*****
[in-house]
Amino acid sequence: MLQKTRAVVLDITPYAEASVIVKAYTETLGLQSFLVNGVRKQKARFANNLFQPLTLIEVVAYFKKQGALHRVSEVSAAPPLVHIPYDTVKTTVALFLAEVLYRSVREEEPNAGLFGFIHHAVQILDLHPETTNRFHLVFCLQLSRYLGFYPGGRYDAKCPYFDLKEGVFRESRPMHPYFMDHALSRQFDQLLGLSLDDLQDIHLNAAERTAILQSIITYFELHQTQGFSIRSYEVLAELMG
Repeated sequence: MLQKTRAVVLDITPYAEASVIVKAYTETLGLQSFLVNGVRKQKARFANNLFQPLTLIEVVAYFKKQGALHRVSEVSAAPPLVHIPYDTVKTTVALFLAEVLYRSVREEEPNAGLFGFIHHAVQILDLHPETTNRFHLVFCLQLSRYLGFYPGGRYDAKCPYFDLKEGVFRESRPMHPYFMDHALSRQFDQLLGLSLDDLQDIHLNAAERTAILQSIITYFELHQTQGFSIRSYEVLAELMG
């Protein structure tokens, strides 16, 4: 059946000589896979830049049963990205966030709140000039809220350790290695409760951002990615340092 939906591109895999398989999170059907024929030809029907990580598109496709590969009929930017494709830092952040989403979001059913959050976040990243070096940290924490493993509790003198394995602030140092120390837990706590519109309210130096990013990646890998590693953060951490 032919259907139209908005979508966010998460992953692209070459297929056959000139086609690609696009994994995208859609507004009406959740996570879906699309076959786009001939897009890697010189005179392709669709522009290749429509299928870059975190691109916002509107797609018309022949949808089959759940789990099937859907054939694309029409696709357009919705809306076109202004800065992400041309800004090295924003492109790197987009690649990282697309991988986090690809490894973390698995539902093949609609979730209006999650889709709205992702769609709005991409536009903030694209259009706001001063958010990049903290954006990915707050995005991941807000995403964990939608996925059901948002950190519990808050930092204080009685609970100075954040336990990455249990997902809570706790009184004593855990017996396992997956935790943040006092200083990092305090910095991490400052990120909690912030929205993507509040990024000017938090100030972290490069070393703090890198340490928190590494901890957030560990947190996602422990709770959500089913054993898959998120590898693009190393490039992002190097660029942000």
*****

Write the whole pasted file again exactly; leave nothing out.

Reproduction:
[in-house]
Amino acid sequence: MLQKTRAVVLDITPYAEASVIVKAYTETLGLQSFLVNGVRKQKARFANNLFQPLTLIEVVAYFKKQGALHRVSEVSAAPPLVHIPYDTVKTTVALFLAEVLYRSVREEEPNAGLFGFIHHAVQILDLHPETTNRFHLVFCLQLSRYLGFYPGGRYDAKCPYFDLKEGVFRESRPMHPYFMDHALSRQFDQLLGLSLDDLQDIHLNAAERTAILQSIITYFELHQTQGFSIRSYEVLAELMG
Repeated sequence: MLQKTRAVVLDITPYAEASVIVKAYTETLGLQSFLVNGVRKQKARFANNLFQPLTLIEVVAYFKKQGALHRVSEVSAAPPLVHIPYDTVKTTVALFLAEVLYRSVREEEPNAGLFGFIHHAVQILDLHPETTNRFHLVFCLQLSRYLGFYPGGRYDAKCPYFDLKEGVFRESRPMHPYFMDHALSRQFDQLLGLSLDDLQDIHLNAAERTAILQSIITYFELHQTQGFSIRSYEVLAELMG
């Protein structure tokens, strides 16, 4: 059946000589896979830049049963990205966030709140000039809220350790290695409760951002990615340092 939906591109895999398989999170059907024929030809029907990580598109496709590969009929930017494709830092952040989403979001059913959050976040990243070096940290924490493993509790003198394995602030140092120390837990706590519109309210130096990013990646890998590693953060951490 032919259907139209908005979508966010998460992953692209070459297929056959000139086609690609696009994994995208859609507004009406959740996570879906699309076959786009001939897009890697010189005179392709669709522009290749429509299928870059975190691109916002509107797609018309022949949808089959759940789990099937859907054939694309029409696709357009919705809306076109202004800065992400041309800004090295924003492109790197987009690649990282697309991988986090690809490894973390698995539902093949609609979730209006999650889709709205992702769609709005991409536009903030694209259009706001001063958010990049903290954006990915707050995005991941807000995403964990939608996925059901948002950190519990808050930092204080009685609970100075954040336990990455249990997902809570706790009184004593855990017996396992997956935790943040006092200083990092305090910095991490400052990120909690912030929205993507509040990024000017938090100030972290490069070393703090890198340490928190590494901890957030560990947190996602422990709770959500089913054993898959998120590898693009190393490039992002190097660029942000």